Boris Johnson certainly has a way with words. He chose to absent himself from an emergency dinner for EU foreign ministers convened yesterday (Sunday 13th) to discuss the consequences of Donald Trump’s election victory, saying that they should snap out of a “collective whinge-o-rama”.
Some of Mr Johnson’s European colleagues talked quite openly of their “horror” at the prospect of a President Trump, echoing the tones of Jean-Claude Juncker, the EU Commission President, who said that “The election of Trump poses the risk of upsetting intercontinental relations in their foundation and in their structure.” In other reaction from the other side of the channel, France’s President Hollande said that the Trump Victory “opens a period of uncertainty”. Gérard Araud, France’s ambassador to the USA, went further, saying, “‘After Brexit and this election, everything is now possible. A world is collapsing before our eyes.” That Martin Schulz, the President of the European Parliament, would react negatively, comes as no surprise, calling the Trump victory “another Brexit night” and claiming that a “wave of protest” was engulfing established politics. Even his compatriot Angela Merkel, a woman not known for making extreme statements, congratulated Trump while at the same time hinted at her disapproval, telling reporters that his election campaign featured “confrontations that were difficult to bear”.
By contrast, Theresa May, gave a characteristically measured response to the Trump victory. Having made some critical comments about him when his candidacy was first announced, she responded to his victory in a gracious way saying, “I would like to congratulate Donald Trump on being elected the next President of the United States, following a hard-fought campaign” and stated that she looked forward to working with him.
The same day that Austria goes to the polls, Italian voters will take part in a referendum on constitutional reform. Matteo Renzi, the current Prime Minister, has staked his future on securing a “yes” vote. A rag-tag group of 13 parties, including both far left and far right, oppose it and with Beppe Grillo’s Five Star movement among them, Mr Renzi may be defeated.
The phrase “the EU is in a crisis” has been repeated ad nauseam since the Great Recession of 2008. One of the Remain camp’s pleas during the Brexit referendum was that we shouldn’t be giving a further kick in the teeth to an already wobbly EU.
The problem is that the Brexit vote and the rise of politicians like Marine le Pen or Beppe Grillo are not the cause of the crisis but a consequence of it. In spite of the denials of some remainers during the referendum campaign, the European project always has been about the creation of a federal superstate. The evidence is there for all to see in the European Parliament’s visitors’ centre in Brussels, which contains a plaque saying “National sovereignty is the root cause of the most crying evils of our times….The only final remedy for this evil is the federal union of the peoples.” Perhaps ironically, in view of the Brexit vote, these are the words of a British diplomat, Philip Kerr, later Lord Lothian.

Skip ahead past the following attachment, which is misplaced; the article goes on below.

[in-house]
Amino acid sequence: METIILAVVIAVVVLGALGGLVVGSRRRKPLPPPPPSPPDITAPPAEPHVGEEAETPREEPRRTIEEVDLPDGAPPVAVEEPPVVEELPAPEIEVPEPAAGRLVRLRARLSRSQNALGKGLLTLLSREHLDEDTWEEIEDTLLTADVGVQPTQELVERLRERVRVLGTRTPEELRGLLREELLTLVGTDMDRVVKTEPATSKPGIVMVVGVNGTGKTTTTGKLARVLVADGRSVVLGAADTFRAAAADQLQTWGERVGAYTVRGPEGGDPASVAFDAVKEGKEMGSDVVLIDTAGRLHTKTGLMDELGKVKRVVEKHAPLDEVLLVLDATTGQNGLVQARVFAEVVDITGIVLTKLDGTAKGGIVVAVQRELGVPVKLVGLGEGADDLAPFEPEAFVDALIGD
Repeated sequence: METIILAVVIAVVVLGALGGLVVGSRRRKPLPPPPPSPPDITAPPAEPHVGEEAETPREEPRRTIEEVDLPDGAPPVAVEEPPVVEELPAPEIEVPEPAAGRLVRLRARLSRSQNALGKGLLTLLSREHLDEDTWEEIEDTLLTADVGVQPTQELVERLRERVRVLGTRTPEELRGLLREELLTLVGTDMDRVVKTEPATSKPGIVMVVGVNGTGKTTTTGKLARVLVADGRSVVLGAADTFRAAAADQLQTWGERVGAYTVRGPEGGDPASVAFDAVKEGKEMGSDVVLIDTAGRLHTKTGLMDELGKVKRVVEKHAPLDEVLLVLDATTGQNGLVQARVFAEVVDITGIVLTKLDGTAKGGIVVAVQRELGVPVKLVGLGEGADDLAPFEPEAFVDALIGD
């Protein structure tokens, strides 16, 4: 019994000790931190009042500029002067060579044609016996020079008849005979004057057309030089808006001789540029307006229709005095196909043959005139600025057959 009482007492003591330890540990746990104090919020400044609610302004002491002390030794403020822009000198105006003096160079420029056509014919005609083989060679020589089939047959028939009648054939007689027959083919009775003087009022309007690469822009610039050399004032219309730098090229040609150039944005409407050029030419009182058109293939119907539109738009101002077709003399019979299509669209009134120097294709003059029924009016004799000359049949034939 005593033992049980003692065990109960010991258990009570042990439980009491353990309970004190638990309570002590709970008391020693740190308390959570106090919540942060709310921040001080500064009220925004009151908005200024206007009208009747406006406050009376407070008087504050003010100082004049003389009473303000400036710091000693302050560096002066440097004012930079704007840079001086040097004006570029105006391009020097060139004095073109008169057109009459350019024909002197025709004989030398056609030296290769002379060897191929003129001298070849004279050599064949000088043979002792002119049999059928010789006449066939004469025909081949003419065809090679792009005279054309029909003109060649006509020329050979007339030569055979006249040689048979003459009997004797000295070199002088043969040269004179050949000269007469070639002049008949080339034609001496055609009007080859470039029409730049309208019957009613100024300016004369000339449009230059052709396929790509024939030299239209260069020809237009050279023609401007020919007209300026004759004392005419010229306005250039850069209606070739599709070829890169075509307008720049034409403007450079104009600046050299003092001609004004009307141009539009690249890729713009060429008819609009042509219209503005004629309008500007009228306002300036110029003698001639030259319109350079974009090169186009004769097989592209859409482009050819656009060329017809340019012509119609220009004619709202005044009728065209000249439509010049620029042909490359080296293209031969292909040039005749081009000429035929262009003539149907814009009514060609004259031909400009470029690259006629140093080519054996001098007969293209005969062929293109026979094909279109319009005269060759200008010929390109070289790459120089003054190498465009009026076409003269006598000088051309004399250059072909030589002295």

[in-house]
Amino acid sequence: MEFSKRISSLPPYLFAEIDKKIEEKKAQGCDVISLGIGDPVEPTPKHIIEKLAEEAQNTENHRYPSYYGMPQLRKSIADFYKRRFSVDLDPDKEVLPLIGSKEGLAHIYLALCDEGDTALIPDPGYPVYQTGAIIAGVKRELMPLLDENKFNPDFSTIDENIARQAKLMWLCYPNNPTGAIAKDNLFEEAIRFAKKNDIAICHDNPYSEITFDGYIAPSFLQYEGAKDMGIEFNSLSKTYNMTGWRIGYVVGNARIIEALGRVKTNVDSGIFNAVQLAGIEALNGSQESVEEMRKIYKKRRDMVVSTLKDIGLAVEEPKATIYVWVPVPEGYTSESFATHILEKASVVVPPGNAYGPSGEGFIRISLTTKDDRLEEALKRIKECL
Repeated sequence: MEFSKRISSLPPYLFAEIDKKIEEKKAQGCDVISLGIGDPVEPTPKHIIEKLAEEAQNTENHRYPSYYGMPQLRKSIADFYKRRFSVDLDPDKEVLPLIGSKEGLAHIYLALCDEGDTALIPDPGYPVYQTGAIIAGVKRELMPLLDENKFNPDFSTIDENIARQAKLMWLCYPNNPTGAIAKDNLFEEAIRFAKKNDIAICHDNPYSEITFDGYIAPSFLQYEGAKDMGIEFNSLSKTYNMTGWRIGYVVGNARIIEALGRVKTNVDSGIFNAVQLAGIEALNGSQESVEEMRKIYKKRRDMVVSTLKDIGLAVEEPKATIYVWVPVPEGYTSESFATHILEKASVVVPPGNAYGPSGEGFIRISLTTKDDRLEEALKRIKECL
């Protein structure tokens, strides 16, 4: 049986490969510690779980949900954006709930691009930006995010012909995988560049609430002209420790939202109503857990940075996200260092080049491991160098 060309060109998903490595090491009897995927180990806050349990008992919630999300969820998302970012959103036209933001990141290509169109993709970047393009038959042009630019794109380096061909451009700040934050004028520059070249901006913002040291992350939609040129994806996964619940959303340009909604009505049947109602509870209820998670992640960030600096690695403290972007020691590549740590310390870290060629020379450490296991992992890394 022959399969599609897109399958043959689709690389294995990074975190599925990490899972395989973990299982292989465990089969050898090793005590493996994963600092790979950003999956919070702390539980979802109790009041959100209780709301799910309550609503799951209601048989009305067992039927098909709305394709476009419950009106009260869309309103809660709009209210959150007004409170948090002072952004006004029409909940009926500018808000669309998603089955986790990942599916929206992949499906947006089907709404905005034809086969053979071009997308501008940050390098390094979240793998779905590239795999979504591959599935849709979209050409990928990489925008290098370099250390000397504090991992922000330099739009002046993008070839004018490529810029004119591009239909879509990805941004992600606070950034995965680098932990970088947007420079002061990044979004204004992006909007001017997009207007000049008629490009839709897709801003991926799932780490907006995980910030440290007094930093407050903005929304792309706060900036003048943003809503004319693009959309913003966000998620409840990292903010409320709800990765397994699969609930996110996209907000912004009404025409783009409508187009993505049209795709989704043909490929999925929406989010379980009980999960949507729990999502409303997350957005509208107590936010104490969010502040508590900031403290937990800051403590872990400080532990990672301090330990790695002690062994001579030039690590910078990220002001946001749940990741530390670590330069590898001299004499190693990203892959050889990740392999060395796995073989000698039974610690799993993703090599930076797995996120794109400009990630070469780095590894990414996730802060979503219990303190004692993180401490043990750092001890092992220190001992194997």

In the early years following the signing of the Treaty of Rome, most leaders of original six participating countries and their supporters in countries keen to sign up – including Edward Heath in this country – supported the vision of a federal Europe with great enthusiasm. One of the most enthusiastic federalists of the 1960s was Jean Rey, a Belgian lawyer and Liberal politician who was to become the second president of the European Commission in 1967. I can recall being asked to translate a speech he made shortly afterwards and his enthusiasm for the project was self-evident.
Although a certain amount of wool had to be pulled over the eyes of the electorates of the original six nations in those early years, there was little resistance to the basic idea of a Federal Europe – at least, once the volatile and unpredictable General de Gaulle left office in 1969.
Fast forward to the last decade and that ability to inspire support for the federalist project so epitomised by Jean Rey just isn’t there any more. The two latest keystones in the integration process – the Schengen open border area and the Euro – are widely unpopular, being blamed between them for a number of problems ranging from Italy’s poor economic performance to the attacks on women in Cologne in the New Year period.
The EU élite still wishes to push ahead with further economic and fiscal integration within the Eurozone. A recent interview with Herman van Rompuy, the former European Council President, is most revealing. On the one hand, he says “The economic and monetary union and the single market will have to be deepened and/or completed. An emphasis on the EU’s military dimension has emerged as a genuine topic of interest for the very first time.” In other words, a further deepening of European integration has to be the way forward, but on the other hand, he admits that “I am not, however, urging immediate moves towards federalism or the United States of Europe…. The climate in Europe does not favour such a qualitative leap, even if there is a crying need for more ambition than at present when, in truth, there is no ambition at all.”
This is the heart of the EU’s crisis. The drive for federalism has run out of steam and even its most ardent supporters are admitting as much. Could the EU project ever change its objectives and come up with an alternative destination other than an United States of Europe? It’s hard to see how. So much has been invested into the federalist project. The whole structure of the EU institutions, the single currency and the open border area were designed with this end in view. If the EU powers-that-be decided that the end game should be scaled back to nothing more than a free trade area, just about everything would need drastic tweaking and downsizing as the whole structure of the EU is so cumbersome.